Emancipation in New Jersey: Daughter Sues Divorced Parents for College Expenses

New Jersey family law upholds the belief that parents have the responsibility to provide their unemancipated children with support for a college education to the best of their abilities. The Appellate Division of New Jersey recently published a decision that dealt with the question of whether or not the divorced parents of a child who left home at 19 should be obligated to pay her college costs.

Emancipation and Child Support in New Jersey

Emancipation is a legal act that serves two purposes:

  • It releases the child from his or her parents’
  • It ends the parents’ requirement to support the child.

As of February 1, 2017, a parent’s obligation to support a child in New Jersey ends automatically when the child turns 19.

In order for the child to remain unemancipated and for continued child support to be mandated, the custodial parent or the child must request an extension. That extension will be given if the child is still in high school, if he or she is enrolled full time in a secondary program, or if the child has a mental or physical disability.

In all instances, child support ends when the child turns 23. If additional assistance is called for, then a different means of support must be obtained.

Ricci v. Ricci

The case called Ricci v. Ricci was decided by the Appellate Division in November 2016 and published in February 2017. It was originally heard in the Superior Court of New Jersey, Family Part, Camden County.

Background Information

Caitlyn Ricci’s parents divorced when she was a young child. Her mother was the custodial parent.

When Caitlyn graduated from high school, her parents did not think that she was ready to live on her own because of what they referred to as “behavioral problems.” Therefore, they said they would pay for her to attend a community college and after that a local university.

Caitlyn’s relationship with her parents worsened. At age 19 she left her mother’s home and moved in with her paternal grandparents, who were estranged from her father.

The Riccis executed an agreement that declared their daughter emancipated.

Caitlyn was granted permission by the court to intervene in her parents’ matrimonial case. The trial court ruled that she was to be considered unemancipated for the purpose of receiving child support for her college expenses. Her parents were ordered to pay her 2013–2014 tuition for the community college, which was less than $2,000.

Before completing her degree from the community college, however, Caitlyn transferred to Temple University.

On October 11, 2014, a new judge enforced the previous order and applied it to Temple University, which was much more expensive. The court ordered Caitlyn’s parents to pay their daughter’s fees, books, and tuition.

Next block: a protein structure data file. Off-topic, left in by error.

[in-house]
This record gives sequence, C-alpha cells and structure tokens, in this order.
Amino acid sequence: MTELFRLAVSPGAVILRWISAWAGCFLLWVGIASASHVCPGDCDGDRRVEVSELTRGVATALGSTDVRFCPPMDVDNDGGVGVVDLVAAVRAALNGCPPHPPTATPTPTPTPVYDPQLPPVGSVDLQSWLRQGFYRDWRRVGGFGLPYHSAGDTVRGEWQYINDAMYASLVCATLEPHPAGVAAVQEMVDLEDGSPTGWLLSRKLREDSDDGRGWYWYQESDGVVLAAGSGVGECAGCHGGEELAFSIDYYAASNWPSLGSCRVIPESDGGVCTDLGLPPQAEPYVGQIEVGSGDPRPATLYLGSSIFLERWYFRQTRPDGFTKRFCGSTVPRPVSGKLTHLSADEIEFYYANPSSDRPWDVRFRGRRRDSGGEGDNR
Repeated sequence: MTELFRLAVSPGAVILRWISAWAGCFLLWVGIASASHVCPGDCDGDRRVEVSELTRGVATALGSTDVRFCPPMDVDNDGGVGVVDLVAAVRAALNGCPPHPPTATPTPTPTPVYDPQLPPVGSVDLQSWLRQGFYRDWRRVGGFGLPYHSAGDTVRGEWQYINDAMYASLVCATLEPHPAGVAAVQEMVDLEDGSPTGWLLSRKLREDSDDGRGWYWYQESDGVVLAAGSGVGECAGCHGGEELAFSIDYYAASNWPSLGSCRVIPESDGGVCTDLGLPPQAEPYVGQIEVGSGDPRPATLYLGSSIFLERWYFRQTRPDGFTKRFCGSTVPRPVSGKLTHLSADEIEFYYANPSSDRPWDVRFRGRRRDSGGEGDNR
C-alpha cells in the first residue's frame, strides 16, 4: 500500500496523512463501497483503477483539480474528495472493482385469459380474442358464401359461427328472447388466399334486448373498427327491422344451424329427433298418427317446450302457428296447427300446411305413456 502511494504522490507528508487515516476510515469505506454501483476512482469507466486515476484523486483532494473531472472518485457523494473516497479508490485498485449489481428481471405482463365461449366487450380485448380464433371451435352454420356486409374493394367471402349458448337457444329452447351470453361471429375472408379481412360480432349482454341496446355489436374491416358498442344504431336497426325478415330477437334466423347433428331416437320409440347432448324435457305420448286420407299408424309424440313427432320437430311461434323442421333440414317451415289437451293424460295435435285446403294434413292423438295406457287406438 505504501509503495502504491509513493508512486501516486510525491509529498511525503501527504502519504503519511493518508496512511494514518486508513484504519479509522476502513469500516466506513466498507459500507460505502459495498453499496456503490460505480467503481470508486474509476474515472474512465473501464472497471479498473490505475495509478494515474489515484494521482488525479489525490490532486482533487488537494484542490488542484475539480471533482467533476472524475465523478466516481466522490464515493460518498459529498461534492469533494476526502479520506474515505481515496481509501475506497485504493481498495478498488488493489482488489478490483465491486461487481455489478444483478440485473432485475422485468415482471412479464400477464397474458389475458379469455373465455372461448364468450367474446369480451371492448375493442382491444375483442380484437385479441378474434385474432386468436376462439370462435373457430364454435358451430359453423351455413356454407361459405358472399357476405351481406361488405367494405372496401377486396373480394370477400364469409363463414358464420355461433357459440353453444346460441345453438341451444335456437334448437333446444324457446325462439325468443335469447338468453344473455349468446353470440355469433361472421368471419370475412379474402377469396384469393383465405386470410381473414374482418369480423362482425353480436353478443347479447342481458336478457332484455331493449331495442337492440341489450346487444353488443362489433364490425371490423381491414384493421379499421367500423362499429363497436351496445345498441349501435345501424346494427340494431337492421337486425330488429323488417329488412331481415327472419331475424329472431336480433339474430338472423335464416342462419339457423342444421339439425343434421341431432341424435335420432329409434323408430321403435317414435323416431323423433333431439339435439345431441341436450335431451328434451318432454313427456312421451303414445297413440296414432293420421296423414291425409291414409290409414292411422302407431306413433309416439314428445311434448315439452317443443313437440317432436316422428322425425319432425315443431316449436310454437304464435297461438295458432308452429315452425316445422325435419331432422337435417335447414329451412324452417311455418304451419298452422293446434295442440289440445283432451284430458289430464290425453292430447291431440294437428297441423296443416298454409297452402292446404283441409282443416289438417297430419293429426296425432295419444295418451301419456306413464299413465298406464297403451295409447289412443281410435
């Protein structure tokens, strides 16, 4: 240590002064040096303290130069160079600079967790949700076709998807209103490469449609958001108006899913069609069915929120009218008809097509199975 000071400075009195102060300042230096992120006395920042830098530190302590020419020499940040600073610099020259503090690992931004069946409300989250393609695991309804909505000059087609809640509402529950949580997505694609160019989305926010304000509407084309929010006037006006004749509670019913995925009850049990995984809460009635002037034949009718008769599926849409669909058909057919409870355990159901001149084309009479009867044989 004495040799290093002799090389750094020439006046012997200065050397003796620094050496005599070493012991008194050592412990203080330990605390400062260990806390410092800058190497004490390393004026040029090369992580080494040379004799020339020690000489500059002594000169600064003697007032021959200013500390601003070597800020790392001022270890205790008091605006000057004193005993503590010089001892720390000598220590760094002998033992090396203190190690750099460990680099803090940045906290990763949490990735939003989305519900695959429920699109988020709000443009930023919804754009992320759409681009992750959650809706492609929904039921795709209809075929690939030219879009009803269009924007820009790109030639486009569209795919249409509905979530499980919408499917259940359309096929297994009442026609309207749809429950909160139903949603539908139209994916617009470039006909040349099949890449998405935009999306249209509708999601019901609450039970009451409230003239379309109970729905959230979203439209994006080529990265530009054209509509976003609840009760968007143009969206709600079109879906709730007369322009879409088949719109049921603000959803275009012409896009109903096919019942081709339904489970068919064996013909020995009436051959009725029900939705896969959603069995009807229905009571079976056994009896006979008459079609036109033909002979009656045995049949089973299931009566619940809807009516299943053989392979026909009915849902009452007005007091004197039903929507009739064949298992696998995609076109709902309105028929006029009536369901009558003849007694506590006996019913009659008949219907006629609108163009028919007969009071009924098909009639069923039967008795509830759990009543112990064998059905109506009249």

Appellate Court

The Riccis appealed this ruling, and the case went to the Appellate Division.

Caitlyn’s parents said that their daughter voluntarily moved out of her mother’s home. They further claimed that she had refused to comply with their rules and that she had no contact with either of them for the six months prior to taking this legal action against them.

Caitlyn, on the other hand, insisted that her parents’ rules were unreasonable and that she followed them as best she could. She explained that what they called bad behavior was merely typical behavior for those her age. She also alleged that her parents’ motive for declaring her emancipated was to avoid paying for college.

Findings of the Appellate Division

The Appellate Division ordered the case back to the trial court for a plenary, or complete, hearing. It stated that this type of hearing should have been held to determine whether Caitlyn should be considered emancipated or unemancipated before the court ordered the Riccis to pay even for the community college.

In its summary the Court emphasized the fact that children of divorce are entitled to support that equals the standard of living before their parents separated. It also cited the following principles:

  • An unemancipated child is entitled to support without regard to whether he or she lives with one parent, both parents, or neither parent.
  • The best interests of the child are of utmost importance in all family matters.
  • Child support belongs to the child, not the parent. The fact that the custodial parent and the noncustodial parent agree that child support should end is irrelevant.

In determining whether or not the Riccis will have to pay their daughter’s college bills, two questions will have to be asked:

  • Is Caitlyn unemancipated?
  • Does Catlyn have an aptitude for college?

If both are answered in the affirmative, then the ability of each parent to pay will have to be addressed. When ascertaining a parent’s ability to pay for a child’s college expenses, a Newburgh hearing is often held.

Newburgh Factors

The proceeding known as a Newburgh hearing is named after a 1982 case heard in the New Jersey Supreme Court.

There are twelve factors that are used to determine the obligation of each parent. Among these factors are the amount of the contribution sought; the financial resources of each parent; the ability of the child to earn money; and the availability of grants, loans, and scholarships. 

Do you need representation at a Newburgh hearing or help with another family-court matter? Do you have questions about child support? The experienced divorce and family law attorneys at Aretsky Law Group, P.C., can help. For an initial consultation, call us 24/7 at 800-537-4154.

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